• I was an assembly line person for a local newspaper near the university I attended.  Got to put the paper together.  That too was a another night shift job on a fully loaded academic schedule.
  • I was a banquet server.  For like SIX WEEKS!  Although I never dropped a dish, I was always afraid I was going that one day where I would spill something hot and steaming on a guest.  I nipped that fear in the bud… by leaving.
  • One of my longest gigs in my early 20s was when I worked at a department store.  I was the men’s fragrance lady.  Yeah.  I sold men fragrances.  By the way, men don’t buy fragrances nearly as often as women do.
  • I worked as some kind of personal assistant.  I say it like that because the job and title weren’t definitive, but I definitely was helping out someone with a lot of personal issues.
  • I had another gig with no real title or definitive description — I assisted a woman who owned her own graphic design business, by standing around and watching her put things away.  Her idea.
  • I worked as a remote Marketing Assistant for a real estate couple.  A little a fun, a little mundane, but one of the more interesting works.
  • Had my share of volunteering as well: local city campaigns here in Los Angeles, volunteered with the Central Station of the LAPD — now, THAT was exciting and if you want stories, you gotta email me.  And  I also volunteered as a Reading Tutor for the LA Public Library’s literacy program for adult learners.  If you have the heart and mind of making a difference, start in that neck of the woods.

Kind of a hefty list if you knew the time frame those jobs all took place under. But the one thing I gathered when I compiled this list for myself years ago strategizing my business plan, was that I tend to work and volunteer in positions of assistance.  Not because those simply were the only jobs available, but because that’s where I excel at.  I excel in helping others excel.  My service is to be of service.  It’s not a coincidence that my business rests on my personal strengths, as they should for any business owner.  It’s just me finally meeting up where I was suppose to be.

What odd jobs have you worked that actually gave you a hidden skill?

Basket Vendors

Street Side Business 3What you see here are a few women on a side street corner and some bags on the ground.   You would assume there’s nothing of mere importance happening.  Just a few Angelinos going about their day.  Maybe they’re carrying on conversation, maybe they ran into each other and it’s been a while.  Or maybe this was their meet up spot.  But no.  These women may or may not know each — they do seem awfully friendly to be complete strangers, but it’s 8:10 in the morning.  And they haven’t finished going shopping or were merely catching up.  They’ve purposely stopped on this particular corner for a reason.  And no — these are not women of the night who are putting in overtime.  But business is still taking place….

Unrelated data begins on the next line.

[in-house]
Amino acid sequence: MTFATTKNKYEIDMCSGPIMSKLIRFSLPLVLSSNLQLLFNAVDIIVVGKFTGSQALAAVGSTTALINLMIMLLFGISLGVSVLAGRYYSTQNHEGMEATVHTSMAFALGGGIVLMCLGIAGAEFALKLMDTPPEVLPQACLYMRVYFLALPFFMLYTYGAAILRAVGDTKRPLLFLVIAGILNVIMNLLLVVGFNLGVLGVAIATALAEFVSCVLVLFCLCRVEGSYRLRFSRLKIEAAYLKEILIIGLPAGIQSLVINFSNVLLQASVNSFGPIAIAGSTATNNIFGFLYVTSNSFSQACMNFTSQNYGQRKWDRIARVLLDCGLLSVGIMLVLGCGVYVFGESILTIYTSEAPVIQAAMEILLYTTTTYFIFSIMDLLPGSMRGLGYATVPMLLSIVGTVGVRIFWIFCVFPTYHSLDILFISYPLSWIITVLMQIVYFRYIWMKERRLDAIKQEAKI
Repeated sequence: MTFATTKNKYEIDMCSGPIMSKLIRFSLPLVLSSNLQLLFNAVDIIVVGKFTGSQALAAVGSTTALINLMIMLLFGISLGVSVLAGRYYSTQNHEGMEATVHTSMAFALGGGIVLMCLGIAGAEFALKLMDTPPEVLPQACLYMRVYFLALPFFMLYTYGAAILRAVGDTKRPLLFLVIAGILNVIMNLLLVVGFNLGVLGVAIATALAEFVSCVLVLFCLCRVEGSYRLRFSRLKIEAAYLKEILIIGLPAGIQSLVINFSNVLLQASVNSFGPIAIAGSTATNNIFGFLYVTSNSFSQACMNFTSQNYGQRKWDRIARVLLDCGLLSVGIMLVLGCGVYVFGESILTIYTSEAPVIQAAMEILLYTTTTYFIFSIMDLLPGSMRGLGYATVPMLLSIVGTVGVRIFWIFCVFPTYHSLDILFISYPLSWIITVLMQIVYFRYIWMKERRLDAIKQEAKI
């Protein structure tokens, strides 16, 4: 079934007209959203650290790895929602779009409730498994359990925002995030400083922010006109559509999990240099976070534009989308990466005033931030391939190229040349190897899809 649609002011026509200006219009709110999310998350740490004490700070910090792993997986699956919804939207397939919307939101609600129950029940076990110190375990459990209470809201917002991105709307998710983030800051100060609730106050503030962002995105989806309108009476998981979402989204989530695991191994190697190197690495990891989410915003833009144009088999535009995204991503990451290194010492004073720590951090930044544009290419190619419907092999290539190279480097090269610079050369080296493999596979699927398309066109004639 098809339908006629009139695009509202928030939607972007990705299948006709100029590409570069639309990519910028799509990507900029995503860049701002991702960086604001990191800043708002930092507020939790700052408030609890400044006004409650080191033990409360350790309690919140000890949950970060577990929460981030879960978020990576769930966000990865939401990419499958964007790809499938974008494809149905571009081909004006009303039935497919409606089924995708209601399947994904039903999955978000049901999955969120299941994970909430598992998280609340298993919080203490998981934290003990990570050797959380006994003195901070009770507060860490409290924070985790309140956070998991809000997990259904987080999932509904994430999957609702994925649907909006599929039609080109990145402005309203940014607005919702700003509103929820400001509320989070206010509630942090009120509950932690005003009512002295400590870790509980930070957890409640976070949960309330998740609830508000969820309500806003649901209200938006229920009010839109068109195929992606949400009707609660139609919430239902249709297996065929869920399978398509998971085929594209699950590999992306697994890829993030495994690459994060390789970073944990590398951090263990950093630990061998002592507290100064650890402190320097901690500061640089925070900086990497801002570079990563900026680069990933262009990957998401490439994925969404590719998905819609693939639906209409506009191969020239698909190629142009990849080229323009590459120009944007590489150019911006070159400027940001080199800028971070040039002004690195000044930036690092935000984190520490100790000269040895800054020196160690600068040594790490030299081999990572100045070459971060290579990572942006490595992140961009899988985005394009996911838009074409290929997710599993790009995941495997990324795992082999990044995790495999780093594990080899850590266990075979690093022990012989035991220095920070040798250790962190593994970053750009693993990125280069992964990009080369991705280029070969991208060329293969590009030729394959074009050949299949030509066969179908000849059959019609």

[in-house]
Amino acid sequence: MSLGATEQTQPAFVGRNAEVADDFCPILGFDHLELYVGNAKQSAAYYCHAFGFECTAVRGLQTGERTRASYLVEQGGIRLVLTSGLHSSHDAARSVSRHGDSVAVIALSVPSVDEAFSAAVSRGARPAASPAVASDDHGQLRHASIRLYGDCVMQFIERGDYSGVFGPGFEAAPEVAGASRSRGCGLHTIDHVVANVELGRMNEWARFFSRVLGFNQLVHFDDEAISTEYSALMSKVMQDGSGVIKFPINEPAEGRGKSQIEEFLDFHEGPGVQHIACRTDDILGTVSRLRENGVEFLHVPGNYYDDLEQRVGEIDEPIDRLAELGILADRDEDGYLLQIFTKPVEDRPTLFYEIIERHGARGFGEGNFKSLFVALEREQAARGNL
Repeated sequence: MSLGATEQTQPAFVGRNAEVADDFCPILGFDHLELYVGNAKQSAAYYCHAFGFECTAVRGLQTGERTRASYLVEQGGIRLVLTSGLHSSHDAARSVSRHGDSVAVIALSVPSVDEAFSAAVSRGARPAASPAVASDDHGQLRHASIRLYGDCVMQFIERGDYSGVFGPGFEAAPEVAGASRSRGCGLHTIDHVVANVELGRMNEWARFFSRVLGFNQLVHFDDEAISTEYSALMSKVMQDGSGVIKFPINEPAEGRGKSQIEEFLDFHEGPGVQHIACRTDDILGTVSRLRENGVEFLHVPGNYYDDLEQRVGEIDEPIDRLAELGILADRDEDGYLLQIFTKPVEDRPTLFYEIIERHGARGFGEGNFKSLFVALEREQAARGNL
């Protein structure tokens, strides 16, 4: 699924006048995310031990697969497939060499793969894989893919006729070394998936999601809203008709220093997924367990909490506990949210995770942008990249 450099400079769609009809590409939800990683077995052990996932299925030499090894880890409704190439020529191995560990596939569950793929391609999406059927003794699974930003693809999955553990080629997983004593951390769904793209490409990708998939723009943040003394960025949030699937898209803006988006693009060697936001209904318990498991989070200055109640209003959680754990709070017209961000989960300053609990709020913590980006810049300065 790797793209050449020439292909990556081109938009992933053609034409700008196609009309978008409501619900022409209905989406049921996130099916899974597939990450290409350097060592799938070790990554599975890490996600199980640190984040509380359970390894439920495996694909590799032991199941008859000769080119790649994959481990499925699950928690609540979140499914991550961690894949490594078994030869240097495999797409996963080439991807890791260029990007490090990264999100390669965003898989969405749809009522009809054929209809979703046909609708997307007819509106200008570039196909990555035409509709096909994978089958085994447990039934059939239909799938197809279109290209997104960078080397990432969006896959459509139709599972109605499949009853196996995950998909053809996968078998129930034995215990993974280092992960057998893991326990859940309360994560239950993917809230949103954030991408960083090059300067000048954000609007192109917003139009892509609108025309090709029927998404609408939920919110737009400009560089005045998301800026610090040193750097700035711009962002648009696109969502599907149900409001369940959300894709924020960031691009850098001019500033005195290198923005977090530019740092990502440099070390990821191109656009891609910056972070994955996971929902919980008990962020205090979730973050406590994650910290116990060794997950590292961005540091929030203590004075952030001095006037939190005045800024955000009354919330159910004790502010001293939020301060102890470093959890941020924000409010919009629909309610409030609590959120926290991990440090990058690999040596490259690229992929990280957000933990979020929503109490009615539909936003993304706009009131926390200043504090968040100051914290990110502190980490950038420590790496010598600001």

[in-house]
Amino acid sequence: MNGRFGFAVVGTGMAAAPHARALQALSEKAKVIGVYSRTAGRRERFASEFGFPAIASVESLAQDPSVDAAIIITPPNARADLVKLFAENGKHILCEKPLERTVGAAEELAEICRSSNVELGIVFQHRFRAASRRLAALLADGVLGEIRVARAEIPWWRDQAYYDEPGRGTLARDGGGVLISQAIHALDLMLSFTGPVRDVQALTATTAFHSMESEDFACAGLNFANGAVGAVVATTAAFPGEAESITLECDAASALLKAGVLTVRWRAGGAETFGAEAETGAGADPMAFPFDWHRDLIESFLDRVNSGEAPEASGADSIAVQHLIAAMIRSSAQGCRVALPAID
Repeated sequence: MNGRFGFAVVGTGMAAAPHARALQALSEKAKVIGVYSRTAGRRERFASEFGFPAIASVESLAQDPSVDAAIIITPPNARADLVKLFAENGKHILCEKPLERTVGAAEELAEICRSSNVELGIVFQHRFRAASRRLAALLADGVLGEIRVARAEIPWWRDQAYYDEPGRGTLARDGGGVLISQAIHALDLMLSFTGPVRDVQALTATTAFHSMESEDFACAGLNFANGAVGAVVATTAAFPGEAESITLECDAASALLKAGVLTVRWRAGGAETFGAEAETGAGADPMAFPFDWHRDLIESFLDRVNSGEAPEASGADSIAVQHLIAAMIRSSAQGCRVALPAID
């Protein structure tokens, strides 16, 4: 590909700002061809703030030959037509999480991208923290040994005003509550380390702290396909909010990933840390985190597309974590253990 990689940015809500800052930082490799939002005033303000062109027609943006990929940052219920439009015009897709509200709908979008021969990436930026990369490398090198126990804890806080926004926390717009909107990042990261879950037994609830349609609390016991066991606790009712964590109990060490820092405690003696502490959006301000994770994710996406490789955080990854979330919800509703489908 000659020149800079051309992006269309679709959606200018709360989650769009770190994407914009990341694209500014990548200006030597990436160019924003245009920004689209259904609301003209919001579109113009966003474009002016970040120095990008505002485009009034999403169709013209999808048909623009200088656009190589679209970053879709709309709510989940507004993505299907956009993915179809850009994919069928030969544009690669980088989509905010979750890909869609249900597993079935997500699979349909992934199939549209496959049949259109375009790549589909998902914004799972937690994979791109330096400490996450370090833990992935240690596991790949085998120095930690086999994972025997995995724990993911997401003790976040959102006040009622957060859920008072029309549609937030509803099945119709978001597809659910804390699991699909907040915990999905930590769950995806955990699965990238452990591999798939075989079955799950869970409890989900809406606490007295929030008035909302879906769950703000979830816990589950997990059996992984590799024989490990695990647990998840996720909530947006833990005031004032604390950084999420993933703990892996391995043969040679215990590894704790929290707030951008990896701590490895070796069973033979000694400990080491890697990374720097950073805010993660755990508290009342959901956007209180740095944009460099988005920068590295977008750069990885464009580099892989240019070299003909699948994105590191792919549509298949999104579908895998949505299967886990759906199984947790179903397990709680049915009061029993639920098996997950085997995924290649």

You’ve seen this around town before.  I know you have.  And I’m sure these “pop-up vendors”, if you will, aren’t only in L.A.  People with their baskets selling hot food and cold drinks to the masses. You may not think 3 or 4 people would be considered the masses, but this is just a snapshot of a minute.  One minute in which a customerStreet Side Business is being served.  Not in a restaurant, not in line of a food truck, and not by a delivery person.  But by someone who knew they could sell their product without a middleman or red tape or limitations.  Let’s not look at this as would you or would you not eat from someone selling food out of a basket.   I’ll be the first one to admit I’m a little cautious about taking food from someone who’s also handling money, but that’s just my thing.  Look at this as GUMPTION.  As INITIATIVE.  As in talking your walk.  Someone thought highly enough of their product to take it to the people without waiting for the right time or having everything they’re “suppose to have” in place. Our opportunities aren’t always going to be perfect.  And the resources will not always be there.  So, what are you going to do when you only a few of the puzzle pieces?  Wait for things to line up and hope for the best?  When you have an idea that you can no longer sit on anymore, what are you going to do about it?  Let it waste away like so many other people do with their ideas or are you going to grab you a basket and do something about it?  Yeah, you can go ahead and criticize these people for all being too alike in what they’re doing, saying they don’t have a permit or license for handling food and transacting business.  But do you really think the give a damn?  They’re working on theirs while you’re thinking about yours…